Fortnite, undoubtedly the most popular game in the world for the better part of the past 12 months, seems to be in somewhat of a decline in terms of Twitch viewership, as we head into the fall season of new game releases.
After releasing the battle royale mode in late September 2017, Fortnite's popularity grew not only in players but also spectators, as millions tuned in to watch the game played by streamers and YouTubers.
The two biggest peaks in independent Twitch stream history (Ninja playing with Drake, and Ninja's Las Vegas Fortnite tournament), were both Fortnite gameplay oriented, but its momentum may be losing steam.
Even after Ninja's record breaking streams, Fortnite continued to dominate Twitch, with more streamers and the start of the competitive season with community events like Friday Fortnite and the developer run Summer and Fall Skirmishes.
But, the peak average daily concurrent viewer count in July of 305K, has dropped to only 182K in October, with numbers dipping as low as to go below the 90K mark in late September, according to data from Thinknum.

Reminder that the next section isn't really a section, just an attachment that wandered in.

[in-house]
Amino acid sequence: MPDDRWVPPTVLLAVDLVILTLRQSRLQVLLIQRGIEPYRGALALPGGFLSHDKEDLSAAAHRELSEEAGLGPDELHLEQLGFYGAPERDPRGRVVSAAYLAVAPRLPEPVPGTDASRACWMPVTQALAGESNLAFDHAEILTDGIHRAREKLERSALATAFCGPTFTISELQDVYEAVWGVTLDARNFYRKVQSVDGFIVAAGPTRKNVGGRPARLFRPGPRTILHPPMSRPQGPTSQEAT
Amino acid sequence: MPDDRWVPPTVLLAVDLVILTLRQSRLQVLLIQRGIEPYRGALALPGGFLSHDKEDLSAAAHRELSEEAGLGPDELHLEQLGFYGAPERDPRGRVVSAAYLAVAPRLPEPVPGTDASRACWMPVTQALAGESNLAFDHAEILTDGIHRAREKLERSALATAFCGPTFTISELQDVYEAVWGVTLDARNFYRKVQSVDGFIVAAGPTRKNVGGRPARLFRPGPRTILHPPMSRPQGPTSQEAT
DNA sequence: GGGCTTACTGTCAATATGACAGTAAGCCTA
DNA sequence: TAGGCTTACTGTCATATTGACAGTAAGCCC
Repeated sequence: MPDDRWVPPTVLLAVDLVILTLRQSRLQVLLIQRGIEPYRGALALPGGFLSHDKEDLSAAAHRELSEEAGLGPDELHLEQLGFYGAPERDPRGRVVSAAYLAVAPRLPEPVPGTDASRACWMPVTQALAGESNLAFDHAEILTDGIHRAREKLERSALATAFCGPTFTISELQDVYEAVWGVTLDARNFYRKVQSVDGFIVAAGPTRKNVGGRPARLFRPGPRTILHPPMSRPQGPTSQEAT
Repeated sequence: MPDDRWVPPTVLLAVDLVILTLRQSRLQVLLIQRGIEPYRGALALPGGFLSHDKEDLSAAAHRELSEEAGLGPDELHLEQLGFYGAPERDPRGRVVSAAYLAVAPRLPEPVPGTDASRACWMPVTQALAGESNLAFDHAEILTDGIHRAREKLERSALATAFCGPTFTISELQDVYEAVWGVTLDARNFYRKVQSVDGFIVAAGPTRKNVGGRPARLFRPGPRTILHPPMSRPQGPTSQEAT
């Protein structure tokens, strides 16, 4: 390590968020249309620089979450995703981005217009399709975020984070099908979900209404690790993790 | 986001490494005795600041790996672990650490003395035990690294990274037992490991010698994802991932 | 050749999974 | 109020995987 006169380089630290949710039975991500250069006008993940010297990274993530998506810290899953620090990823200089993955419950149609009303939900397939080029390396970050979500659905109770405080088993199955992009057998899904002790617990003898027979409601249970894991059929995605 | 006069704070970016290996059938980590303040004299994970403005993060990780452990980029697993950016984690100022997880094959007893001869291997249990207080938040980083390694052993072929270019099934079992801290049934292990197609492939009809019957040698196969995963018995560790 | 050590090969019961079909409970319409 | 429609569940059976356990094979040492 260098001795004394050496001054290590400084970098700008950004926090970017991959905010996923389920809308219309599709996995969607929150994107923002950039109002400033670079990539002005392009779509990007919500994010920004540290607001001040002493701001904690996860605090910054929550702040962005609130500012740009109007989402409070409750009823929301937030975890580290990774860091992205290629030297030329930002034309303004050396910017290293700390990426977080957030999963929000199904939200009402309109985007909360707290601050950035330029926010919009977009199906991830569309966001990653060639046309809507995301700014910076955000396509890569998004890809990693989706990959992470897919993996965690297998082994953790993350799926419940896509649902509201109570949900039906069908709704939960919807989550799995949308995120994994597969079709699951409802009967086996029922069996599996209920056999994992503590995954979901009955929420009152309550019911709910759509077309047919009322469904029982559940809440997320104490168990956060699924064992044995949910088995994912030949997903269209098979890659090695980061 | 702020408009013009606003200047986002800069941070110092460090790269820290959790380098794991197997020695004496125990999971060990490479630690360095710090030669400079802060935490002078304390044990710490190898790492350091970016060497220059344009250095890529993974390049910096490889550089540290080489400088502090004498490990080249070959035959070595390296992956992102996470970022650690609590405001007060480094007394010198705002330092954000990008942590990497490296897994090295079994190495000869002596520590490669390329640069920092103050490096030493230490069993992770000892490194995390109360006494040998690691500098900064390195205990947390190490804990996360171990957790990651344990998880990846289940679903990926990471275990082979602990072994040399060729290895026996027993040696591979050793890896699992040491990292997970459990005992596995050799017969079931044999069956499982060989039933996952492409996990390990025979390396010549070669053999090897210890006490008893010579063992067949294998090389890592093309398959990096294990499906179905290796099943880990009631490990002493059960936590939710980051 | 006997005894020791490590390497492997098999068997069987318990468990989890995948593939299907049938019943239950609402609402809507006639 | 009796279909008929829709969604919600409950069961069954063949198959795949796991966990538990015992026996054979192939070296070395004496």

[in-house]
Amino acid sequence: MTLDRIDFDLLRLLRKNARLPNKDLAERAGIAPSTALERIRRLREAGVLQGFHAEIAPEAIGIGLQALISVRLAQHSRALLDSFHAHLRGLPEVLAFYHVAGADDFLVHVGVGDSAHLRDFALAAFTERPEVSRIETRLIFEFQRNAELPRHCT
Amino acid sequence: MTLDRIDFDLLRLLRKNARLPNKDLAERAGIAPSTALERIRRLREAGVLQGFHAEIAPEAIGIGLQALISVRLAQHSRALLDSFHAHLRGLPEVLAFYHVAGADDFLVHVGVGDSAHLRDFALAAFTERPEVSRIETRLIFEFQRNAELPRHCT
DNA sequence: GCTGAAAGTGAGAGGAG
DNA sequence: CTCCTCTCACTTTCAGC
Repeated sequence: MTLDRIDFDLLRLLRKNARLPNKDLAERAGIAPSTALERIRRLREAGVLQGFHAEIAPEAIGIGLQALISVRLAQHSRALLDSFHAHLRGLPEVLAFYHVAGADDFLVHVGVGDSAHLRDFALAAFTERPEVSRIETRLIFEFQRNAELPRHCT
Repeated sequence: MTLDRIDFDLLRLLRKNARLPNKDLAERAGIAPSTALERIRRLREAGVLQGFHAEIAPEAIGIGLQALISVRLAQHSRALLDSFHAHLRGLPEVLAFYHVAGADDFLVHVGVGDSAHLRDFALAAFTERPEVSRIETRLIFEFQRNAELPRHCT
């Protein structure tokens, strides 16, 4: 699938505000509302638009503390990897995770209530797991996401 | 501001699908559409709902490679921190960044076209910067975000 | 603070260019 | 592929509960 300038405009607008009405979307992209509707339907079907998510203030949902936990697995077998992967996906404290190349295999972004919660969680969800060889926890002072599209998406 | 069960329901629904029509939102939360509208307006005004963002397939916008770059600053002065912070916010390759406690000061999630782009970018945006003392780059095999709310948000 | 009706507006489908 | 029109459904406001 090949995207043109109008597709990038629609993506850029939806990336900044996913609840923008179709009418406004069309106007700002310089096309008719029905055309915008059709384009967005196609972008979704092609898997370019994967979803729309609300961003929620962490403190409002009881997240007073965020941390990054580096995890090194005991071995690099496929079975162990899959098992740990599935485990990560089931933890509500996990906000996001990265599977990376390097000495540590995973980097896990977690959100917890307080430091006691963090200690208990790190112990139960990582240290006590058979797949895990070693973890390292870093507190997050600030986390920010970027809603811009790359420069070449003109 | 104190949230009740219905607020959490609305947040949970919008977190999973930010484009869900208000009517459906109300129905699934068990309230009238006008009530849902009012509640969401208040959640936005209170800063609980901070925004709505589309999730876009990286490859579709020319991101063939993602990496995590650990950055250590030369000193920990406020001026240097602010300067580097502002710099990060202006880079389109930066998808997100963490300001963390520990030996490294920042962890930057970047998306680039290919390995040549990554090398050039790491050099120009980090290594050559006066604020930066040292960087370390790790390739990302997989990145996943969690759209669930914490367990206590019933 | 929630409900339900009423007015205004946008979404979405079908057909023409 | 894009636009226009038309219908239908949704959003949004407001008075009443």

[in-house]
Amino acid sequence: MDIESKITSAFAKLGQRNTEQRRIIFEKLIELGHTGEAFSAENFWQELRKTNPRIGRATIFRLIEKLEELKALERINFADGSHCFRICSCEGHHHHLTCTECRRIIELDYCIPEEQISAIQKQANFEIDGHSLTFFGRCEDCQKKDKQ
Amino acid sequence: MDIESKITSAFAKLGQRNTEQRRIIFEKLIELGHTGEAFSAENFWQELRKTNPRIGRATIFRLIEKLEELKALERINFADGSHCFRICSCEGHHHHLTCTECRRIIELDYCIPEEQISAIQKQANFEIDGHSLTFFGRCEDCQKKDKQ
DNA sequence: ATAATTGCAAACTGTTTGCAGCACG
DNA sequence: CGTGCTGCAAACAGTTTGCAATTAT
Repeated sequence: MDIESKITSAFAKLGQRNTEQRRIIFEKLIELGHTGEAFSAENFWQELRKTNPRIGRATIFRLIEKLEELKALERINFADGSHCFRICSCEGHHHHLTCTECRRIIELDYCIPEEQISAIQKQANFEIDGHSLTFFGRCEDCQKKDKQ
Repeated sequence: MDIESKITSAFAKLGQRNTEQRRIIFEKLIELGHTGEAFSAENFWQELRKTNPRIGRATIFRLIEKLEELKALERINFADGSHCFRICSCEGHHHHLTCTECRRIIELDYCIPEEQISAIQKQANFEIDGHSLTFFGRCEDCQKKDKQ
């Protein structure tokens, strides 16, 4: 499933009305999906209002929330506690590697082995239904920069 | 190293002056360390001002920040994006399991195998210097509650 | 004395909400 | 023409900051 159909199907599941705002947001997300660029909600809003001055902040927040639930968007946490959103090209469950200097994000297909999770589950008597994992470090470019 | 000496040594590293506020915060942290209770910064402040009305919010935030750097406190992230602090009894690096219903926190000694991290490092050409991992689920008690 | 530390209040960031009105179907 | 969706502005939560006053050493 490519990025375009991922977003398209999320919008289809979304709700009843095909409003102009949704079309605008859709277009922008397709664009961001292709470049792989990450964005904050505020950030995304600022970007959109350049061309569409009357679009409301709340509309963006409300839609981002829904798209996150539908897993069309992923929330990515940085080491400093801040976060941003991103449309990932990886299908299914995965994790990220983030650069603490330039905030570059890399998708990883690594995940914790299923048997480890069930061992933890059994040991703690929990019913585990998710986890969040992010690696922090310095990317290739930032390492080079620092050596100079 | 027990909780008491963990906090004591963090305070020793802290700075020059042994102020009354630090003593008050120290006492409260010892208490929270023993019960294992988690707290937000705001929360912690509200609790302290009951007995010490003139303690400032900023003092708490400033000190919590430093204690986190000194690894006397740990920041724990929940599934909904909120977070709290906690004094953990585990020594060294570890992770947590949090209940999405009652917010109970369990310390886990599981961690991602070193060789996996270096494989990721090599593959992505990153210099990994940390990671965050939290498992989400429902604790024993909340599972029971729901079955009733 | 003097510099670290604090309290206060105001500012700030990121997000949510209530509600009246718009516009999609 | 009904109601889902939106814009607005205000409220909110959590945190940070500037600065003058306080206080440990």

This coincides with the Fall game period, which begins in mid-September as lots of new games are released in the build up to the holiday season.
Thinknum also points out that this dip isn't just because of the back to school period or work nights, as weekend viewership also follows a similar trend.
On September 15, weekend viewership (daily average concurrent) dipped below the 100K mark for the first time since at least March 2018.
Thinknum also ensures that Fortnite's drop is not part of a bigger picture of overall viewership decline on Twitch.
Rather, Twitch viewership has been on a steady increase overall, which Thinknum says is a "sign for concern" for Fortnite, as it appears to be moving in the opposite direction.
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